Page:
First of all, before I begin, please know that in every case, you should detect browser features and not browser versions. However, there are still times that you may need to know the browser version (such as providing screenshots of various browser alerts – ie: ActiveX installation).

Detecting IE Compatibility Mode

There are several JavaScript files that are available to detect browsers and their versions. However, I have never come across something that can properly detect IE compatibility mode. This is important as IE10, when run in compatibility mode, runs IE7 quirks mode.

You can obtain the desired values by capturing the userAgent string and parsing it. I’ve created a quick JavaScript function to capture three different properties: compatibilityMode (true/false), version (float), and renderVersion (float). If compatibilityMode is true, the renderVersion is set to a different value than version. This is the version of IE that is emulated within the browser.

A complete example is shown below:

The output for this looks like the following:

If you change over to compatibility mode in IE, you’ll notice that the output changes.

NOTE: The above demonstrates how to read the User Agent string to check to see if IE compatibility mode is enabled. This does not check all browser types and, if used, this should be expanded for your specific purpose.

Why is this Bad?

When you review the JavaScript, you’ll notice that we’re checking for IE versions 7 through 10. However, there are hundreds of user agent strings. As an example, look at the following link to see the user agents that have been documented for Internet Explorer:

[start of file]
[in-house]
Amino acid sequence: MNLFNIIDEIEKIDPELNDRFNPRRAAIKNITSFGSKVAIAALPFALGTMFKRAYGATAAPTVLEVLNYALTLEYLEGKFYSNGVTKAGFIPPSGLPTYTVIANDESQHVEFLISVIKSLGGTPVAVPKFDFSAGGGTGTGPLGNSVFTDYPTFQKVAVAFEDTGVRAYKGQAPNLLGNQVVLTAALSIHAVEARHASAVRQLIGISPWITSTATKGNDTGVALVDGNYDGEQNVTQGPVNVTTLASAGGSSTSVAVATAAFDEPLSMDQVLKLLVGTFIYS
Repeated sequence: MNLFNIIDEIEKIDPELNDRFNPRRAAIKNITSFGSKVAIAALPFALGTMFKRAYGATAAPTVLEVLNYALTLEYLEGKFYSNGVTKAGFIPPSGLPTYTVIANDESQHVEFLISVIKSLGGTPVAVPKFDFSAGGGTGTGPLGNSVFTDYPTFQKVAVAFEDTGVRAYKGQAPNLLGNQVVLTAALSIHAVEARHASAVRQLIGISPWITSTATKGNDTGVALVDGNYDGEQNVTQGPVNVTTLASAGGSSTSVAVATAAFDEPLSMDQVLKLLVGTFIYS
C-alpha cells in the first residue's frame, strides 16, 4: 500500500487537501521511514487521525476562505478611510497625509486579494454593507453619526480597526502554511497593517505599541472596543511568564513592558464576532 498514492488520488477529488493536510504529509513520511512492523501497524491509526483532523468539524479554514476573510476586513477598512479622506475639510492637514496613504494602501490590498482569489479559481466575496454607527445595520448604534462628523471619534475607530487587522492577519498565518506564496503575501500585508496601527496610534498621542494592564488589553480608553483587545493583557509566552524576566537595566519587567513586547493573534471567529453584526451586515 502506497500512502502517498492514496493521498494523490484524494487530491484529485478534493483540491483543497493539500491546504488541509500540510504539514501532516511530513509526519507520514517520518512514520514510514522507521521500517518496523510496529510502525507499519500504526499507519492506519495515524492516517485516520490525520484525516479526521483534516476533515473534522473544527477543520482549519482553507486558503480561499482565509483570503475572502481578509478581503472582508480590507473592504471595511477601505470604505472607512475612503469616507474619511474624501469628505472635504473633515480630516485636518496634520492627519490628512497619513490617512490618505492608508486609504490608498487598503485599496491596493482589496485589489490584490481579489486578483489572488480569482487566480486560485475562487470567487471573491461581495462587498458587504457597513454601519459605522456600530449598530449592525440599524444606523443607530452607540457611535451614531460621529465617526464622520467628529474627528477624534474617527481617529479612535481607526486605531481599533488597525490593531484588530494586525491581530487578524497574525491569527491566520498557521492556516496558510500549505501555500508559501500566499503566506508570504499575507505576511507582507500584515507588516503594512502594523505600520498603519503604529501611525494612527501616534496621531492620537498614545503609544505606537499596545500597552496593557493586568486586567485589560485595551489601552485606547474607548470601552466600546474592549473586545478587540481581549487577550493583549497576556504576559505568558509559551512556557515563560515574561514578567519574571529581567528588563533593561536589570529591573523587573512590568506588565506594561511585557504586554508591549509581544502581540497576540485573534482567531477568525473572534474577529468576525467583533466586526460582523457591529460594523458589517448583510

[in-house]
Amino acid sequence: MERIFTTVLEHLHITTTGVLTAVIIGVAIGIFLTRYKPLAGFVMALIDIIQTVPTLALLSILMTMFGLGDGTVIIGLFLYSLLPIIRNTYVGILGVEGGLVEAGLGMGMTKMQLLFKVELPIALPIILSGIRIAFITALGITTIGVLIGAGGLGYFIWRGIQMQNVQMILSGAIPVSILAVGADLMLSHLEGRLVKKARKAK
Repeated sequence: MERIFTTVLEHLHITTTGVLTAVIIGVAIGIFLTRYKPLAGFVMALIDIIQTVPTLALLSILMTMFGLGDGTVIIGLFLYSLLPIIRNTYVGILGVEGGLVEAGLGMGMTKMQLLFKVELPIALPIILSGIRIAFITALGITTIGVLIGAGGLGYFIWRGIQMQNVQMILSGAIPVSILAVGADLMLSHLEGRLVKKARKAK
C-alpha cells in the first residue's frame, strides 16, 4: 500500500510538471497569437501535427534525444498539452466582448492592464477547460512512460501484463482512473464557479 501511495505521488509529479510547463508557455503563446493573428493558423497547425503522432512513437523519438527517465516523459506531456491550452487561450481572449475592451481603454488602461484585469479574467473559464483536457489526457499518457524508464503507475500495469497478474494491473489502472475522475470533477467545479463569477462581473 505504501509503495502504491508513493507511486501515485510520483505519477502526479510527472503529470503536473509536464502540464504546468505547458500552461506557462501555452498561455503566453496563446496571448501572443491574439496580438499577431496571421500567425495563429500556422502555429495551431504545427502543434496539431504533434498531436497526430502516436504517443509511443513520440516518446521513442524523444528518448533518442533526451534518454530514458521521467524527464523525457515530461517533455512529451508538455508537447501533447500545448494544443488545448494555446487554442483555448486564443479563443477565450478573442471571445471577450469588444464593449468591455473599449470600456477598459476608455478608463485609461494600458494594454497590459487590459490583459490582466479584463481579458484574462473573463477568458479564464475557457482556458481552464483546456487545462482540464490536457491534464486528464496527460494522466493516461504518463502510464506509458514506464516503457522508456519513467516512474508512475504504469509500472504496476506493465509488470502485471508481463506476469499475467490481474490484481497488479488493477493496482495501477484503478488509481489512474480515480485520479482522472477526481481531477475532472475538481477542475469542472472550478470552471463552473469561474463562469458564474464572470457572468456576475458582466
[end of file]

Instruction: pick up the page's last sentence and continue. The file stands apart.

What do we do when Chrome 74 is released? What about Internet Explorer 11? Keeping up with user agent strings is a nightmare which is why there are so many commercial products that attempt to detect browser versions.

The Solution: Detecting Browser Features

In the past, it may have been difficult to detect browser features as there were so many potential implementations of a feature. In nearly all modern browsers, features have all been standardized around HTML 5. Internet Explorer 10 standardizes in HTML 5. Google recently announced that their abandoning WebKit to standardize more.

It’s not that difficult to check for features. It’s as simple as checking to see if the feature is undefined and then acting upon it. You can see an example below:

In this case, since WebKit has its own implementation of the getUserMedia() method, we must include the webkit preface to some of the properties.

You can see this in live action by clicking here. If you are using Chrome or another WebKit browser, you’ll be prompted to allow the browser to have access to your webcam. If not, you should get an error message.